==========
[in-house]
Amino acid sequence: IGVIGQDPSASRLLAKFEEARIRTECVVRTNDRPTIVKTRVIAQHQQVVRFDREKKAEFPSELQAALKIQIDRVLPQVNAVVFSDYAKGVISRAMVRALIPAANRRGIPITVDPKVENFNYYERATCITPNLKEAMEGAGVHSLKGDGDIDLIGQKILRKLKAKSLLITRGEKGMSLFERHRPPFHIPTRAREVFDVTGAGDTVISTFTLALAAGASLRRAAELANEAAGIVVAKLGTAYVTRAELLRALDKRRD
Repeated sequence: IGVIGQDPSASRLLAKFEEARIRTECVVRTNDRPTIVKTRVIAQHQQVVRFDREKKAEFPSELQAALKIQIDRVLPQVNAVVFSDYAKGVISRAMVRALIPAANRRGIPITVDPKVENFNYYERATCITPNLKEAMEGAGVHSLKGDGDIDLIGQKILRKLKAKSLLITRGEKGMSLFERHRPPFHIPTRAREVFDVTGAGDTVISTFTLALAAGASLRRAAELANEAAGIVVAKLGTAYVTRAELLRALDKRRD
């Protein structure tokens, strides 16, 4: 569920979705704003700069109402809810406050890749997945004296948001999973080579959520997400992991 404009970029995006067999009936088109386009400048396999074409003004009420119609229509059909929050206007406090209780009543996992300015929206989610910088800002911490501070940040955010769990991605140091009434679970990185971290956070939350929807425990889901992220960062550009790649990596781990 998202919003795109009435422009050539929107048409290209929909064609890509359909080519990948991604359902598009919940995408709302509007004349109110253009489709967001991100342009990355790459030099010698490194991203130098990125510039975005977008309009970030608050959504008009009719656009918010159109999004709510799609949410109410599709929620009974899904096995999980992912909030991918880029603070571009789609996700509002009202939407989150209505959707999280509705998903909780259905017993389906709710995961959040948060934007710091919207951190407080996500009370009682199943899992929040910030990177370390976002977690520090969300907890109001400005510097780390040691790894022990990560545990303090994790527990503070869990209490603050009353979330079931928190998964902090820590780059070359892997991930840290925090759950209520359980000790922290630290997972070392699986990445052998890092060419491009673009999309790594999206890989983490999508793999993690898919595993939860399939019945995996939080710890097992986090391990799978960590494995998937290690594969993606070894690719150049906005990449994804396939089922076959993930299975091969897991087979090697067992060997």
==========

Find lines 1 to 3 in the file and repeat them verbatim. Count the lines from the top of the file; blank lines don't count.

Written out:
[in-house]
Amino acid sequence: IGVIGQDPSASRLLAKFEEARIRTECVVRTNDRPTIVKTRVIAQHQQVVRFDREKKAEFPSELQAALKIQIDRVLPQVNAVVFSDYAKGVISRAMVRALIPAANRRGIPITVDPKVENFNYYERATCITPNLKEAMEGAGVHSLKGDGDIDLIGQKILRKLKAKSLLITRGEKGMSLFERHRPPFHIPTRAREVFDVTGAGDTVISTFTLALAAGASLRRAAELANEAAGIVVAKLGTAYVTRAELLRALDKRRD
Repeated sequence: IGVIGQDPSASRLLAKFEEARIRTECVVRTNDRPTIVKTRVIAQHQQVVRFDREKKAEFPSELQAALKIQIDRVLPQVNAVVFSDYAKGVISRAMVRALIPAANRRGIPITVDPKVENFNYYERATCITPNLKEAMEGAGVHSLKGDGDIDLIGQKILRKLKAKSLLITRGEKGMSLFERHRPPFHIPTRAREVFDVTGAGDTVISTFTLALAAGASLRRAAELANEAAGIVVAKLGTAYVTRAELLRALDKRRD